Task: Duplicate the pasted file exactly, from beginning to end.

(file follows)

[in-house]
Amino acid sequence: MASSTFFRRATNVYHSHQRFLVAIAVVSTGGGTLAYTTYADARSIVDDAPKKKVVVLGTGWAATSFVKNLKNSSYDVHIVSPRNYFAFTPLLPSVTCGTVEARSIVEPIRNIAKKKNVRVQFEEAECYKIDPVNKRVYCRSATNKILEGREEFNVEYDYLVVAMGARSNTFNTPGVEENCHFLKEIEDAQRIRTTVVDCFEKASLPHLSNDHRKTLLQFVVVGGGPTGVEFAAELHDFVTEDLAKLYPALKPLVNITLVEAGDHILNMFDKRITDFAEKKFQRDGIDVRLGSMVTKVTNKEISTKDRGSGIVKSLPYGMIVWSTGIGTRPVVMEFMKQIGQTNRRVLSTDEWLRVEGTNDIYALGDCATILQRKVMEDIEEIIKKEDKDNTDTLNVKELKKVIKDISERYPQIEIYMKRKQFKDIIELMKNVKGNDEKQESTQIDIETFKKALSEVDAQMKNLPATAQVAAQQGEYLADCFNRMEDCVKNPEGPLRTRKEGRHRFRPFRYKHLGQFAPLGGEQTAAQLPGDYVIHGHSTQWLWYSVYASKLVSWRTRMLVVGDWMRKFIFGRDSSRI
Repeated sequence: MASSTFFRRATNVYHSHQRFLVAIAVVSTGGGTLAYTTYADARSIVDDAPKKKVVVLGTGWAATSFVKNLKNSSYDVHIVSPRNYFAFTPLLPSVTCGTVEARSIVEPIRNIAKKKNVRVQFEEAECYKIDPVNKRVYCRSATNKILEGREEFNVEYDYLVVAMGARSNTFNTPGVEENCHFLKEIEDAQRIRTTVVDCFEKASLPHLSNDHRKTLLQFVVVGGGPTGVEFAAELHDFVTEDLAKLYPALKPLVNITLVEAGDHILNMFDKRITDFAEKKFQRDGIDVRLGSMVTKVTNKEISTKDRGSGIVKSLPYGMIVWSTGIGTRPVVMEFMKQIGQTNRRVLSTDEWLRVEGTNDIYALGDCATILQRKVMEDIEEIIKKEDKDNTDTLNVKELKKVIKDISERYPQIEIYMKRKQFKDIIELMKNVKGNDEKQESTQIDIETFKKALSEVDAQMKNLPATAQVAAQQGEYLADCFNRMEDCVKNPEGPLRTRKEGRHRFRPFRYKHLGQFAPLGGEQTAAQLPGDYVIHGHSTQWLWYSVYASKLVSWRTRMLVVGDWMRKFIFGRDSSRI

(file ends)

[in-house]
Amino acid sequence: MASSTFFRRATNVYHSHQRFLVAIAVVSTGGGTLAYTTYADARSIVDDAPKKKVVVLGTGWAATSFVKNLKNSSYDVHIVSPRNYFAFTPLLPSVTCGTVEARSIVEPIRNIAKKKNVRVQFEEAECYKIDPVNKRVYCRSATNKILEGREEFNVEYDYLVVAMGARSNTFNTPGVEENCHFLKEIEDAQRIRTTVVDCFEKASLPHLSNDHRKTLLQFVVVGGGPTGVEFAAELHDFVTEDLAKLYPALKPLVNITLVEAGDHILNMFDKRITDFAEKKFQRDGIDVRLGSMVTKVTNKEISTKDRGSGIVKSLPYGMIVWSTGIGTRPVVMEFMKQIGQTNRRVLSTDEWLRVEGTNDIYALGDCATILQRKVMEDIEEIIKKEDKDNTDTLNVKELKKVIKDISERYPQIEIYMKRKQFKDIIELMKNVKGNDEKQESTQIDIETFKKALSEVDAQMKNLPATAQVAAQQGEYLADCFNRMEDCVKNPEGPLRTRKEGRHRFRPFRYKHLGQFAPLGGEQTAAQLPGDYVIHGHSTQWLWYSVYASKLVSWRTRMLVVGDWMRKFIFGRDSSRI
Repeated sequence: MASSTFFRRATNVYHSHQRFLVAIAVVSTGGGTLAYTTYADARSIVDDAPKKKVVVLGTGWAATSFVKNLKNSSYDVHIVSPRNYFAFTPLLPSVTCGTVEARSIVEPIRNIAKKKNVRVQFEEAECYKIDPVNKRVYCRSATNKILEGREEFNVEYDYLVVAMGARSNTFNTPGVEENCHFLKEIEDAQRIRTTVVDCFEKASLPHLSNDHRKTLLQFVVVGGGPTGVEFAAELHDFVTEDLAKLYPALKPLVNITLVEAGDHILNMFDKRITDFAEKKFQRDGIDVRLGSMVTKVTNKEISTKDRGSGIVKSLPYGMIVWSTGIGTRPVVMEFMKQIGQTNRRVLSTDEWLRVEGTNDIYALGDCATILQRKVMEDIEEIIKKEDKDNTDTLNVKELKKVIKDISERYPQIEIYMKRKQFKDIIELMKNVKGNDEKQESTQIDIETFKKALSEVDAQMKNLPATAQVAAQQGEYLADCFNRMEDCVKNPEGPLRTRKEGRHRFRPFRYKHLGQFAPLGGEQTAAQLPGDYVIHGHSTQWLWYSVYASKLVSWRTRMLVVGDWMRKFIFGRDSSRI